‘Unmanaged retreat’: Report calls for swift action to tackle North Shore erosion

Coastal erosion on the North Shore continues to be a major problem and over the last year, a group has been working to lay out a detailed path forward.
Published: Nov. 1, 2022 at 8:40 AM HST|Updated: Nov. 1, 2022 at 2:20 PM HST
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HONOLULU (HawaiiNewsNow) - “Unmanaged retreat.”

That’s what Denise Antolini calls the steady loss of North Shore beaches and properties to worsening erosion.

Antolini has fond memories of living of her family’s Sunset Beach home in the 1990s. Today, the law professor is partnering with a working group to come up with proposals to save the coastline and its homes.

The group, led by the Surfrider Foundation’s Oahu Chapter, has identified three coastal erosion hotspots.

They include the stretch near Sunset Beach, the area near Laniakea and Chuns as well as Mokuleia.

”While coastal erosion is a natural process, it has been accelerated by climate change and sea level rise and unfortunately private homes and public infrastructure have been built too close to the shoreline and the water’s edge and directly atop the natural dunes from which the shoreline would naturally replenish itself,” said Lauren Blickley, of the Oahu Surfrider Foundation.

A new report from the group found that 73% of North Shore beaches are undergoing chronic erosion.

Furthermore, roughly 28% of beachfront residential North Shore properties have a home within 20 feet or less of the shoreline.

This isn’t a new problem of course, but the Surfrider Foundation and its partners say current efforts to make things better, don’t go far enough.

“The response to erosion has largely been reactionary and piecemeal. Aside from recent updates to shoreline setbacks, there has been little to no planning for long-term shoreline change in Hawaii,” added Blickley.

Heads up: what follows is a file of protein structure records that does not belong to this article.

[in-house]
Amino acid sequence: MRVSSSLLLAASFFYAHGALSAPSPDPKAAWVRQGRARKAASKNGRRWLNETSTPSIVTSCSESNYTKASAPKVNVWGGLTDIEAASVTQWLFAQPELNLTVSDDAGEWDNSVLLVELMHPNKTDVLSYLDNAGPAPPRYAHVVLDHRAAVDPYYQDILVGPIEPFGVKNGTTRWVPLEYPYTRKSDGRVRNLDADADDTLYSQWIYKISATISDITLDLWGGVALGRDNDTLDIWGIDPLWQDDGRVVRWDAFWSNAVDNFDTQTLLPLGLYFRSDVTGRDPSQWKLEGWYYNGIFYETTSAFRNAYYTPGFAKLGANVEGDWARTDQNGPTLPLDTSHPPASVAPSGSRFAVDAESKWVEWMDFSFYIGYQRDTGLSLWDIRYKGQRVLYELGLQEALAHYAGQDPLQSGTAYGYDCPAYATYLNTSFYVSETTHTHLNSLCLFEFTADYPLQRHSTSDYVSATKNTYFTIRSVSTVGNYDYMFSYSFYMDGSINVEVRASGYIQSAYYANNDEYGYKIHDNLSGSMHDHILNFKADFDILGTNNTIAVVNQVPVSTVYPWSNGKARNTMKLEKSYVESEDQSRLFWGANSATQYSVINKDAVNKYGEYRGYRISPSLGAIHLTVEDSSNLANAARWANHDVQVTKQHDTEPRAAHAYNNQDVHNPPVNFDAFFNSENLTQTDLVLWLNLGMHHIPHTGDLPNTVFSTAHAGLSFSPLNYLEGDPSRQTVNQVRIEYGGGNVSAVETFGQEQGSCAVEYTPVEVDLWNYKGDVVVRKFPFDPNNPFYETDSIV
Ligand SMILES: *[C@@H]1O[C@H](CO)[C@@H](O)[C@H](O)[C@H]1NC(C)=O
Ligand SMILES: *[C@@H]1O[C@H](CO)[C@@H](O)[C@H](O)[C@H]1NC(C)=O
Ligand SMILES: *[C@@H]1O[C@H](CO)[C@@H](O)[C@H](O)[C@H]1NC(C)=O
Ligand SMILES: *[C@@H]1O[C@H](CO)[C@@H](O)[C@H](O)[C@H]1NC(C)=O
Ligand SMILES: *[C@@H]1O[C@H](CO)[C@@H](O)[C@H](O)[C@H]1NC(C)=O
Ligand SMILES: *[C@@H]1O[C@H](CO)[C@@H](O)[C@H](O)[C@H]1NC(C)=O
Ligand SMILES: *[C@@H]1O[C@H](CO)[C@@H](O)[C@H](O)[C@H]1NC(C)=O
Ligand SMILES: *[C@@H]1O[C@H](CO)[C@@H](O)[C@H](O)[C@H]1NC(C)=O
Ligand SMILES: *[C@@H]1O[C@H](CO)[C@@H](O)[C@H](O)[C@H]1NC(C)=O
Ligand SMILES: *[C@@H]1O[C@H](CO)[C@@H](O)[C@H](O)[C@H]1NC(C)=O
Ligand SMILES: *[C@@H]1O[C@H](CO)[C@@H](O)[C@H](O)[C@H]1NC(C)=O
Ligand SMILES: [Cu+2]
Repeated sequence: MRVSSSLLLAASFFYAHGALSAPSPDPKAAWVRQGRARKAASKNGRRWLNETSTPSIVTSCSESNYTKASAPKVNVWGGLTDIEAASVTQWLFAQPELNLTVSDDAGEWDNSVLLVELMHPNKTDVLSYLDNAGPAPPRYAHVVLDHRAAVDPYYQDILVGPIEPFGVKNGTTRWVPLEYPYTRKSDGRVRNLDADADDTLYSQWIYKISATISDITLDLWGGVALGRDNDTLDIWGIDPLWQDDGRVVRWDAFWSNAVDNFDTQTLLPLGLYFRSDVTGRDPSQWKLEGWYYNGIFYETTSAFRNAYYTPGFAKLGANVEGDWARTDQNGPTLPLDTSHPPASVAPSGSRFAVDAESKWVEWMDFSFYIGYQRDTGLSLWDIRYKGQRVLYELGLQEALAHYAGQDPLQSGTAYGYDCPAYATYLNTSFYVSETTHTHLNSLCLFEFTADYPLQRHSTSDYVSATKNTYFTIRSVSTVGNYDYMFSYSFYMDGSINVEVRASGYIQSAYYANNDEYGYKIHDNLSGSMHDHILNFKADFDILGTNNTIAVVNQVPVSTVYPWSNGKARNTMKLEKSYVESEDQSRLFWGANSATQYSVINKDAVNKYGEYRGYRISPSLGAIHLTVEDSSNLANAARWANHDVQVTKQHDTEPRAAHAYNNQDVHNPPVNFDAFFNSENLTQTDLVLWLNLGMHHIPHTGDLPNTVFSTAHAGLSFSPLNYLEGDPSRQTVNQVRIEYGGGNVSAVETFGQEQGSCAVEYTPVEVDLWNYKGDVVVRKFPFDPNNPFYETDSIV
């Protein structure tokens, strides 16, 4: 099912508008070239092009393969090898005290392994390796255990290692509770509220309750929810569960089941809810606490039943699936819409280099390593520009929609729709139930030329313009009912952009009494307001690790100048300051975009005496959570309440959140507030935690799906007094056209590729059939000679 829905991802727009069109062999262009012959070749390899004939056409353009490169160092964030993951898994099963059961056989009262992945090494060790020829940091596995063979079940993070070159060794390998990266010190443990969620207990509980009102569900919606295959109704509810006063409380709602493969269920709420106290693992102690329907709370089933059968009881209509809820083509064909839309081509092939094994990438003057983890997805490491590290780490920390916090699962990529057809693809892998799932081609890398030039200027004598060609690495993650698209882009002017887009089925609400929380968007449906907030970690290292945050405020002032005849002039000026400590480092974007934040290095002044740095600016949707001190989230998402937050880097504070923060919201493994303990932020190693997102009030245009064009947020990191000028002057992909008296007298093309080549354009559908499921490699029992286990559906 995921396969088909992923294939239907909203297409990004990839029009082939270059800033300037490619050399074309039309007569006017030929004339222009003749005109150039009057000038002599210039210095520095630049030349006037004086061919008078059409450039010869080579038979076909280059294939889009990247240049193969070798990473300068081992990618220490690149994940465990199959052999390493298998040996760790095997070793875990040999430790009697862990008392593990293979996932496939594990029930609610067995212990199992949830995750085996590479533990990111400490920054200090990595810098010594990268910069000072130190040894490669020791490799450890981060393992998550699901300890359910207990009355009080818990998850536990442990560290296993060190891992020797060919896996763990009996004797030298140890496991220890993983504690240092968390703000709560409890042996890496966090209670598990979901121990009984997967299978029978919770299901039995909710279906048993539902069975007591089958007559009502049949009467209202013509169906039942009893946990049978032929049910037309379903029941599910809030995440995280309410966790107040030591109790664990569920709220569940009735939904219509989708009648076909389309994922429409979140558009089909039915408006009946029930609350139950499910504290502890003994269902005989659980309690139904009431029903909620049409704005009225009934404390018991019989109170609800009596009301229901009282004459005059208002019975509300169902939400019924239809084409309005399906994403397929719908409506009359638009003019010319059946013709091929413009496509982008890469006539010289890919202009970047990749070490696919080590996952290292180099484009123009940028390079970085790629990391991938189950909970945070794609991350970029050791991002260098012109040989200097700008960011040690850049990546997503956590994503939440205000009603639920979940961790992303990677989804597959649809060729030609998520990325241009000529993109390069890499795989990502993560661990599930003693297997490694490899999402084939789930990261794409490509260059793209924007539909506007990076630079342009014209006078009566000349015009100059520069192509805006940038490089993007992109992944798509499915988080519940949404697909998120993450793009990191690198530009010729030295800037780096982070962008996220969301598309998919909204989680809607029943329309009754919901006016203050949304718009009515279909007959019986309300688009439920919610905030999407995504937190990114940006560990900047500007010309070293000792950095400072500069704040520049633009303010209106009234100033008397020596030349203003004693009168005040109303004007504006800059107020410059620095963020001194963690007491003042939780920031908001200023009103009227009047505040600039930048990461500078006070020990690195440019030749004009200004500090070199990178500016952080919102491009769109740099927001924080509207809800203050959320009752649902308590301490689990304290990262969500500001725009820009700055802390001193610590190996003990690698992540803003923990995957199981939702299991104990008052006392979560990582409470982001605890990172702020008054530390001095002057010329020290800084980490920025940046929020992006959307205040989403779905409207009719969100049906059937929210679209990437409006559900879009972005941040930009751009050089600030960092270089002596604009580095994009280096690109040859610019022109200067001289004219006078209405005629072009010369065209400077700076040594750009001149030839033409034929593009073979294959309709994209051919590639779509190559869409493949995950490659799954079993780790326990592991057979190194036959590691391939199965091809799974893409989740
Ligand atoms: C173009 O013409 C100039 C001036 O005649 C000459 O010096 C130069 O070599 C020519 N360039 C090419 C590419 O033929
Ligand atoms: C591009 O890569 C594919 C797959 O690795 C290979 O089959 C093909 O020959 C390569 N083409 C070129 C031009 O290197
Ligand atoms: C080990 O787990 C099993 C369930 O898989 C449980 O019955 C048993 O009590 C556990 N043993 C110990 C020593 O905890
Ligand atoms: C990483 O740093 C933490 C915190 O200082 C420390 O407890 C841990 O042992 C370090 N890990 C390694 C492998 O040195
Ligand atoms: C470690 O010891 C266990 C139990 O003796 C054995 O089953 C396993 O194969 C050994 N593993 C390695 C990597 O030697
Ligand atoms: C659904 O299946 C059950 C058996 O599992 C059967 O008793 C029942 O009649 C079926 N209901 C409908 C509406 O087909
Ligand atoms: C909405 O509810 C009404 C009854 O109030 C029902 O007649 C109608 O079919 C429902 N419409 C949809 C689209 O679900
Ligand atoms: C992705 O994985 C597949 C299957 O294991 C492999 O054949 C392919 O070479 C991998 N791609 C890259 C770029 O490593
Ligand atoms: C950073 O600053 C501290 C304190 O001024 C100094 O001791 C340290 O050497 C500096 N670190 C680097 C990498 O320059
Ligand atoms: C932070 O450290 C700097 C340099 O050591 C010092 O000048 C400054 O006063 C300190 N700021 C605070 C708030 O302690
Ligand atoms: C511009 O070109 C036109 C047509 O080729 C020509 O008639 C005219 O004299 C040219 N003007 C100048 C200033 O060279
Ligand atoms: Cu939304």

The group today released this 34-page report offering solutions to the public and government leaders.

Dolan Eversole, of the UH Sea Grant and the UH Manoa School of Ocean and Earth Science and Technology, said things will only get worse in the coming decades.

”There has been at least one study that looked at the majority, something like 90% of the beaches on the North Shore, we expect to be highly eroding. We would expect 10 inches of sea level rise probably in the next 20 to 30 years,” said Eversole.

“So we might expect nearly all the beaches on the North Shore to enter into an erosional phase if they’re not already in one within our lifetime — within the next 30 years or so.”

The working group’s 34-page report details a number phases of a plan forward over the next few decades.

The first, which could happen immediately, includes pushing sand from low lying areas of the beach ack toward the shoreline, adding vegetation to restore dunes and limiting sandbags and other emergency barriers.

The second phase, which could happen in five years, recommends limiting access points to discourage walking on the beach, which the group said pushes sand into the ocean.

From 5 to 25 years, the group says building policies should change to require that new homes are elevated..

Eventually, the group is calling for a “managed retreat” after 25 years. That would entail moving homes and portions of Kamehameha highway away from the ocean. That might be achieved with tax incentives and government buy outs.

In their report, the working group also says that there isn’t a cohesive strategy and enough cooperation between agencies and other stakeholders when it comes to tackling this problem.

The report also recommends stricter enforcement and tougher consequences for those who do unauthorized work and use unauthorized materials to try and shore up their properties — which was seen when a homeowner tried to cement the sand bank fronting their home.

To read the full report, click here.